[one_half_last][alert-success]Architect: Mohan Rao [/alert-success]

Hampi – the ruins of erstwhile Vijayanagara is a World Heritage Site, marking the remains of a 15thcentury capital city. The city of Vijayanagara, founded over existing ancient settlements during the 13thcentury, peaked in terms of scale & maturity during the 15th -16th century before being ransacked by an invading army. The region was abandoned following the attack and is now a prime archaeological site, with buried structures and settlements spread over 130 Sq. km.

The main thrust of the conservation programme was revival of the ‘Pushkarani’, the ritual stepped-tank along the bazaar axis of Vittalapura. This was critical since the population of the day depended mainly on effective management of rainwater including harvesting, routing & storage. The series of wells and tanks extant in the landscape certainly served more than a ceremonial function. With this background, once the physical restoration of the tank was completed, the rejuvenation of the water system was addressed.

Exploratory excavations in the surrounding hillside revealed several detention ponds and trench channels, silted over with time. These were restored to activate the water systems. It is seen that these embedded structures have been designed and placed in a manner that channelize surface run-off through a system of infiltration, percolation and recharge ; ultimately leading the water to the Pushkarani. After only one season, the Pushkarani now holds water through out the year in an area that is perpetually drought prone.

The exercise effectively combined issues of heritage conservation, hydro-geology, ecological planning and tourism infrastructure. The fact that it is a living heritage site created a different set of challenges, demanding interventions that were sensitive to the current social and cultural milieu. It has led us to a better understanding of sustainable urban systems with great contemporary relevance. This understanding of integration of the territorial landscape characteristics as a structuring element of urban form continue to be extrapolated in the analysis and design development of contemporary settlements being undertaken by the firm.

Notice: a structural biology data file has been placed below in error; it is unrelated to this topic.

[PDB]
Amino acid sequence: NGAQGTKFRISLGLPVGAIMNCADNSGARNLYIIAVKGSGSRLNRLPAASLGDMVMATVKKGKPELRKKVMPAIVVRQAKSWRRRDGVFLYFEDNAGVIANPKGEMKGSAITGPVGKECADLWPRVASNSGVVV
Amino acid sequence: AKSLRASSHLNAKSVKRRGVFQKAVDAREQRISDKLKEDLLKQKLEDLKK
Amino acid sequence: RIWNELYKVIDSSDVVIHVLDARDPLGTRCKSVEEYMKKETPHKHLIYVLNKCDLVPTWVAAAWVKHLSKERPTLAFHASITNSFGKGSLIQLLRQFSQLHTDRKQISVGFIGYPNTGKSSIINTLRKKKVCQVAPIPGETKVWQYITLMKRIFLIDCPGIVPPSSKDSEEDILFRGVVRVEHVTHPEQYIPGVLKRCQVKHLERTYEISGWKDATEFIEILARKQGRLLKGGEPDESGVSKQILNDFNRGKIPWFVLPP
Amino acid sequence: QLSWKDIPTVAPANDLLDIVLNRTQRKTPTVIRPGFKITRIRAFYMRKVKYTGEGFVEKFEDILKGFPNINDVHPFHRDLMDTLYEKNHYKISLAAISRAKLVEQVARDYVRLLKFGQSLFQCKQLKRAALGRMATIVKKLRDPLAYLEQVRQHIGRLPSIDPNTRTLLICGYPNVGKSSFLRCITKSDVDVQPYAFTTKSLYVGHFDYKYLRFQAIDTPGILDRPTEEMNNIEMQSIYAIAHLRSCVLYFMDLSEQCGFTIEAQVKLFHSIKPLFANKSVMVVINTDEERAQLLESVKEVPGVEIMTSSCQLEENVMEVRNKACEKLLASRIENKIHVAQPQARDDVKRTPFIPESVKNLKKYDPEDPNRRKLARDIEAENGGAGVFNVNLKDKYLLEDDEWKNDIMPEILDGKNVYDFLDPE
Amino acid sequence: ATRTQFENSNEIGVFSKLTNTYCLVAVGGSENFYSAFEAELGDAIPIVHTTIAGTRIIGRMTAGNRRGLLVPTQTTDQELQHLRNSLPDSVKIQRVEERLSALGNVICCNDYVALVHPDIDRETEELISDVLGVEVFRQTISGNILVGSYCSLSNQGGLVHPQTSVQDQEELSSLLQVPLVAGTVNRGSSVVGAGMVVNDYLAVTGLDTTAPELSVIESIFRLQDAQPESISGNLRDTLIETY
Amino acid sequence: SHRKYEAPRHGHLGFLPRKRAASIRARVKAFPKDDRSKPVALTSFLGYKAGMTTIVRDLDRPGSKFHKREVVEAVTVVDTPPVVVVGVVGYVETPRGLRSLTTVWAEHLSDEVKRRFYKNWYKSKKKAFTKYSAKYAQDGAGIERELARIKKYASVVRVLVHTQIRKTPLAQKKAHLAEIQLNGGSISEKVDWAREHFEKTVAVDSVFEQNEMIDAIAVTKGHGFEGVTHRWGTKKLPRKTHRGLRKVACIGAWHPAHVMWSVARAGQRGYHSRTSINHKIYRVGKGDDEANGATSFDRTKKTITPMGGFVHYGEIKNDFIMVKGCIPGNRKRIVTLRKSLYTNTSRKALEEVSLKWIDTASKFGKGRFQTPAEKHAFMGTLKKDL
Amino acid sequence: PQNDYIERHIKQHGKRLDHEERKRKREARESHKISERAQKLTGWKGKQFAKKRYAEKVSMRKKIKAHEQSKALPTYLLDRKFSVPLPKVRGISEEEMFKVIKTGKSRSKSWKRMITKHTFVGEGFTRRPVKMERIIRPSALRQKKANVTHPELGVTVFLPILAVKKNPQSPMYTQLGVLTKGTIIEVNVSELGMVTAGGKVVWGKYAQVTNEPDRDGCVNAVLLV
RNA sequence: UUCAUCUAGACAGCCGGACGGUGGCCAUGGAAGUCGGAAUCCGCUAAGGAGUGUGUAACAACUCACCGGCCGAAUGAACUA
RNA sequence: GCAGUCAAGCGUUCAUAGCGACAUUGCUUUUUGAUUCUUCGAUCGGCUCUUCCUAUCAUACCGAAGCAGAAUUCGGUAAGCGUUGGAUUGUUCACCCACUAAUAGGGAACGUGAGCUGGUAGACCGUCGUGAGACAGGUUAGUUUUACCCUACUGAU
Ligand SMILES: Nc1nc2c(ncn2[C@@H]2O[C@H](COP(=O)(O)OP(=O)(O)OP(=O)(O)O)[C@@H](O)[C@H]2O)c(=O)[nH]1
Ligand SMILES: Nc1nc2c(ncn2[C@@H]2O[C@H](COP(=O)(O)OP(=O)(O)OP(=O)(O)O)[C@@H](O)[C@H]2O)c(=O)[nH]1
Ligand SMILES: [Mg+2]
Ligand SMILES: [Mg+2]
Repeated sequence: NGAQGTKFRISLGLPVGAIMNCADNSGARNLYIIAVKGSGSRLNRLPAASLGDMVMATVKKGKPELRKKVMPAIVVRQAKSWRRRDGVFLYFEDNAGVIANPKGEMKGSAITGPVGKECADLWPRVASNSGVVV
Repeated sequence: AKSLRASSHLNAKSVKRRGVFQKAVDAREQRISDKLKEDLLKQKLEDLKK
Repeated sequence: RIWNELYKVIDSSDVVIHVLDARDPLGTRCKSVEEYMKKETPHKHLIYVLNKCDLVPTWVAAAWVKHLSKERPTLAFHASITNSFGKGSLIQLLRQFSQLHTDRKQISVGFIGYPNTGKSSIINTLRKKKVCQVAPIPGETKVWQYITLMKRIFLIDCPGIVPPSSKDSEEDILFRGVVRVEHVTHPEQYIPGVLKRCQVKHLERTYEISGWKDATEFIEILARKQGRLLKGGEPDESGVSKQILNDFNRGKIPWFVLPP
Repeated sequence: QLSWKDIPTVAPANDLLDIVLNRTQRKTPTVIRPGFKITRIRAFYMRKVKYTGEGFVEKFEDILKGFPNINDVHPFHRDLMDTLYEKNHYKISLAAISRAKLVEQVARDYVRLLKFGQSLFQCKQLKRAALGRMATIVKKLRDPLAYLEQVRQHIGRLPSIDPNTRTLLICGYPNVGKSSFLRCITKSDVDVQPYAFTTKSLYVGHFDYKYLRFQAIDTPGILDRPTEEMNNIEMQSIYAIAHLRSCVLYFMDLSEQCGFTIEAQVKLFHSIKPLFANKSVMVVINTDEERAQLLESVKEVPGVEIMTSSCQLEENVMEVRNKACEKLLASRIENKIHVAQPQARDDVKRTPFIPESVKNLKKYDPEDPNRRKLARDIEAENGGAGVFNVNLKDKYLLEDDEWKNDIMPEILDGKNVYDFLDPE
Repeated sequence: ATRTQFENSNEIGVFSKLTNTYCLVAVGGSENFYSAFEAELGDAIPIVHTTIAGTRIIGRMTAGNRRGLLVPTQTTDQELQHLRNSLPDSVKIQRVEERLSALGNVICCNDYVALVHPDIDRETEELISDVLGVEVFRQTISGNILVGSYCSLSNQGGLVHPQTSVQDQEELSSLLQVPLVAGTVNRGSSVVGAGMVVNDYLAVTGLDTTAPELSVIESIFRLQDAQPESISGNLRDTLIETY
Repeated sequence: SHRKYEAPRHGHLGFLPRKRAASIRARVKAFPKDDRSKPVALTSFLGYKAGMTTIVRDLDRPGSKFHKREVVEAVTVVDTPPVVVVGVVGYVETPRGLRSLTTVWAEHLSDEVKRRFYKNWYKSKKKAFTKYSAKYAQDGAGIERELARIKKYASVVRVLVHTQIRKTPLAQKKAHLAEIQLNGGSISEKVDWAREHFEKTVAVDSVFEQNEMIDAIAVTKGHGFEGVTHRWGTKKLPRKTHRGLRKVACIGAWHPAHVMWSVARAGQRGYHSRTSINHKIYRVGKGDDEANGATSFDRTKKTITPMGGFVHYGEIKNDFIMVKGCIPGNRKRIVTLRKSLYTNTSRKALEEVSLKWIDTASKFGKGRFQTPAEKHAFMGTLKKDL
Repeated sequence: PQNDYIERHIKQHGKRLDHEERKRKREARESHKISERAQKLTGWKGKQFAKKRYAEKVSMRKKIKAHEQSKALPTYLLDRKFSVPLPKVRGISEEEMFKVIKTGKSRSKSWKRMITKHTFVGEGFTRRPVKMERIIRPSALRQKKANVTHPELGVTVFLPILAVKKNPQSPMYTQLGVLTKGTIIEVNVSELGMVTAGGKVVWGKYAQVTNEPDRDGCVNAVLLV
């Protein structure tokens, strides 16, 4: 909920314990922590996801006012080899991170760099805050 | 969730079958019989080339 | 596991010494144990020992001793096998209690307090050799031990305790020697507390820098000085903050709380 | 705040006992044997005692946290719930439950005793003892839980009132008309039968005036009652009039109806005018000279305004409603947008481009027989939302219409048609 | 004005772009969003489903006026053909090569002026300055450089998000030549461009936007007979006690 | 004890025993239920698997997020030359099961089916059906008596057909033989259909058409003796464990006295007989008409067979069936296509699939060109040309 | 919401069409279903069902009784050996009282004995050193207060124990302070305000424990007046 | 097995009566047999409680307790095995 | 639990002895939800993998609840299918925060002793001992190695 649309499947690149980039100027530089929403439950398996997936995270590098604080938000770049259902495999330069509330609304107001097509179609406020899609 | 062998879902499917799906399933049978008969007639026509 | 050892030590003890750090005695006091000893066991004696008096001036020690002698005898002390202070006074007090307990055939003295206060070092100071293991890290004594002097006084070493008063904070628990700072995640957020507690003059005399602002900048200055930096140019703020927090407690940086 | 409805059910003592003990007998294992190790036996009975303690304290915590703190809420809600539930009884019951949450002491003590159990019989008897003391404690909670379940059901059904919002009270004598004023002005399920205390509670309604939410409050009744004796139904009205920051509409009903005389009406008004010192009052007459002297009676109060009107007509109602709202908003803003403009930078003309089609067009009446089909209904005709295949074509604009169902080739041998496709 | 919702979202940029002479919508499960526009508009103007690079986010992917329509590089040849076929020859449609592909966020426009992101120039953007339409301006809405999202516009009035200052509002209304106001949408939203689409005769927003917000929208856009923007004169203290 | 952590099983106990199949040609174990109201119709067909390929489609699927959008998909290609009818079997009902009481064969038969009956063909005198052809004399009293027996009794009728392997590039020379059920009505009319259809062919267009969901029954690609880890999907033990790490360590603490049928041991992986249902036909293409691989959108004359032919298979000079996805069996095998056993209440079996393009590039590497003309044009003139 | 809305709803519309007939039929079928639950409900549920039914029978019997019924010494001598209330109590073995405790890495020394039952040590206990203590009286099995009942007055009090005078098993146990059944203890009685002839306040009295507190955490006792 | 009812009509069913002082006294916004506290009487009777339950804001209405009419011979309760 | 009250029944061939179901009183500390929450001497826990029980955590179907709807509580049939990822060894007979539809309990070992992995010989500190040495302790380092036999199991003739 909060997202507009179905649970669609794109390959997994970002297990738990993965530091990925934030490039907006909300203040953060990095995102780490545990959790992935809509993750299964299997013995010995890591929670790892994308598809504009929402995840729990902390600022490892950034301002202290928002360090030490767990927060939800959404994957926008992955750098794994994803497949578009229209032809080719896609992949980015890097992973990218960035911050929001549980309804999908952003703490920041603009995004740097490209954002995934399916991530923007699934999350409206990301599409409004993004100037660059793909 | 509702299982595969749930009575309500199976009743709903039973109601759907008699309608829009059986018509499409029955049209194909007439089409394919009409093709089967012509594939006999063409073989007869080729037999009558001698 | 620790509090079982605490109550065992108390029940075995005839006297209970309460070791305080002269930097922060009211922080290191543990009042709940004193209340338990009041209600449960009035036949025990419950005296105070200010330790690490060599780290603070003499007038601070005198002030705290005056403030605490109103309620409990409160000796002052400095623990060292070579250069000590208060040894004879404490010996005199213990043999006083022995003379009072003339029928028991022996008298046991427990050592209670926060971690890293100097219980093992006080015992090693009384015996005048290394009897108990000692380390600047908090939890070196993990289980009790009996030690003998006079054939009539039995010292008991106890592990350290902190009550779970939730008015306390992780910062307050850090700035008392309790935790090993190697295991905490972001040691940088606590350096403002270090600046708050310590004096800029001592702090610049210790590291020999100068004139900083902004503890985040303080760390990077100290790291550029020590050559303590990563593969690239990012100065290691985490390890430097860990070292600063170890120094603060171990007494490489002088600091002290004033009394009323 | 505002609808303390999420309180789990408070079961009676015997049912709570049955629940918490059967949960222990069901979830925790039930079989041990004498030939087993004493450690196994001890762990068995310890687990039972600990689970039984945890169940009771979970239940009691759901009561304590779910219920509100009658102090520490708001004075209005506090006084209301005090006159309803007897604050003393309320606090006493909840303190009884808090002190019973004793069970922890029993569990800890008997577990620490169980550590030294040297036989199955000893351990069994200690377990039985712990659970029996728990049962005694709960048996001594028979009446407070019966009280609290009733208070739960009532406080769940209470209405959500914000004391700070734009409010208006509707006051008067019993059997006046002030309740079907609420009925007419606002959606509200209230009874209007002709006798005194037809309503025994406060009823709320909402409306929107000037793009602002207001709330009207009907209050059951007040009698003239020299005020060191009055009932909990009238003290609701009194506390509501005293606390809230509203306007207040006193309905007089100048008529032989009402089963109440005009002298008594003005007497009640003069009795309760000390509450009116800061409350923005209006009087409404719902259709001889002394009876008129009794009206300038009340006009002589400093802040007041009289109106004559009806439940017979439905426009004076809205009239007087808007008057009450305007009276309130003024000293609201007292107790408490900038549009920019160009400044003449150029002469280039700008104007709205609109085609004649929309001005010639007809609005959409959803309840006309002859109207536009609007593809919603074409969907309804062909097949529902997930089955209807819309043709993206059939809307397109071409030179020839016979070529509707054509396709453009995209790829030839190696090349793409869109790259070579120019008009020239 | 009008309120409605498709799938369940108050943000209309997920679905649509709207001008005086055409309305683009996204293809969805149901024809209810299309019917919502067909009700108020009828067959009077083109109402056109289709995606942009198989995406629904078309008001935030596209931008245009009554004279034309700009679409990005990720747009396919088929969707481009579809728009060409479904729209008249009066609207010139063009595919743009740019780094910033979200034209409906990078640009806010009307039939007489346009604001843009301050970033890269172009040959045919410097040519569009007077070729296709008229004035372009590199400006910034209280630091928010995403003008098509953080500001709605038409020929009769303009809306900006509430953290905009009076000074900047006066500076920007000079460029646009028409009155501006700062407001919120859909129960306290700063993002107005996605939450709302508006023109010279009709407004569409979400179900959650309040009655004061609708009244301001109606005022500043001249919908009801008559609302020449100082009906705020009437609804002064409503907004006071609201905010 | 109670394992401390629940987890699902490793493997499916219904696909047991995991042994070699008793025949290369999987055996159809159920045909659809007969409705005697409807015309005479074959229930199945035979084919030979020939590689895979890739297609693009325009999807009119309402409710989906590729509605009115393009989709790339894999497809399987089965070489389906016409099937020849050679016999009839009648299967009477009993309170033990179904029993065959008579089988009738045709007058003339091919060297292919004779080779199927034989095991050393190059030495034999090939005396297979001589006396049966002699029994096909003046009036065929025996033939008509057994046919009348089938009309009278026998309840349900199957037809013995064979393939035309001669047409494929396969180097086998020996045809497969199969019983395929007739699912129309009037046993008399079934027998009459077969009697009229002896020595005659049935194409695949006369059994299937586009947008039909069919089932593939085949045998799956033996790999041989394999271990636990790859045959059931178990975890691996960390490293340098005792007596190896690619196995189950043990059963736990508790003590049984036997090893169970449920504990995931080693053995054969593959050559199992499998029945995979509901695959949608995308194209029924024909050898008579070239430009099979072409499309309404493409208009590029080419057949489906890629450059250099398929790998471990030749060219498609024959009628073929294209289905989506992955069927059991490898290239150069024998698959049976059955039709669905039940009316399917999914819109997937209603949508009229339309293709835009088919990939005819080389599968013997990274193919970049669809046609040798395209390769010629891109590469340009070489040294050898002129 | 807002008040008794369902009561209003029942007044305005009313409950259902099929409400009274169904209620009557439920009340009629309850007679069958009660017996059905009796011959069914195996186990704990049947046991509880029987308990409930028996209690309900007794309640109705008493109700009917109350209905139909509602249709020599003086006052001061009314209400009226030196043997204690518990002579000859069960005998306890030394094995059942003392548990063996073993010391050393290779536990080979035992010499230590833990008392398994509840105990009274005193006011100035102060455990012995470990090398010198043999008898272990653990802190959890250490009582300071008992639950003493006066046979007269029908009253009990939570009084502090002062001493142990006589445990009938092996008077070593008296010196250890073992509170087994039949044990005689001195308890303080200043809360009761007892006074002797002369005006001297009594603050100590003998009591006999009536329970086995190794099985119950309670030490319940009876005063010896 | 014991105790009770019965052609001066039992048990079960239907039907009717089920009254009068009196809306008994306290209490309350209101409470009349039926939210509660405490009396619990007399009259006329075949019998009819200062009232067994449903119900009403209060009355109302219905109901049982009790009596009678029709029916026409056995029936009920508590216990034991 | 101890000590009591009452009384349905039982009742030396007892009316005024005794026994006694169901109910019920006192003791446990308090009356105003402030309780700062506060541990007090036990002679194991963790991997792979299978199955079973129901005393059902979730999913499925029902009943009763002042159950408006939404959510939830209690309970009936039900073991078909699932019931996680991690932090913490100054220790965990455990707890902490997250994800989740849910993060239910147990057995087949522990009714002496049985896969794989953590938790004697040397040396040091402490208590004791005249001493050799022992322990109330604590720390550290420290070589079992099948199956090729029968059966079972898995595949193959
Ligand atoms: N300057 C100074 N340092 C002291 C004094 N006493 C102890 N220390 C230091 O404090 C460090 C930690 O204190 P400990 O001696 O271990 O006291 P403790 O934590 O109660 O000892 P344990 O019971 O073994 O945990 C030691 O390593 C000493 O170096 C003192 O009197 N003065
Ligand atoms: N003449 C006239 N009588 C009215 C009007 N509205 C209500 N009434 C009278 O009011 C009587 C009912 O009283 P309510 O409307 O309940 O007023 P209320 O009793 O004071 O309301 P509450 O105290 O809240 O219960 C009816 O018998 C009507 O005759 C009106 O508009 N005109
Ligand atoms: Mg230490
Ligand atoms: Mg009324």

The critical issue that underpinned the entire process of site interpretation and landscape conservation is natural resource management. Seemingly contradictory issues for preservation of the physical environment, preservation of the cultural & visual landscape and restoration of authentic setting of the site needed to be addressed in an equitable and balanced manner. However, once the deeper exploration of the site was undertaken, the contradictions resolved themselves almost seamlessly, to blend into a single, sustainable solution.

The deeper understanding of the conceptual framework of such landscape systems positions to clarify the integral nature of sustainable settlement planning. The learning from such an ancient settlement can be judiciously applied in contemporary settings to address present day needs for a sustainable and equitable development. A holistic approach determined by the frameworks of landscape urbanism encourages an ongoing discussion on the process of effectively structuring space and ordering land based on perceived urban needs, visual characteristics, demands of the end user and the territorial landscape.

The model of study not only serves us to address the sensitivity of approach that needs to be undertaken in contemporary times but also the arrangement of the city infrastructure for performing in a cohesive manner beyond contemporary models and notions of urban planning,  which tend to be far more program-driven rather than potentially achieved through terrain intelligence.


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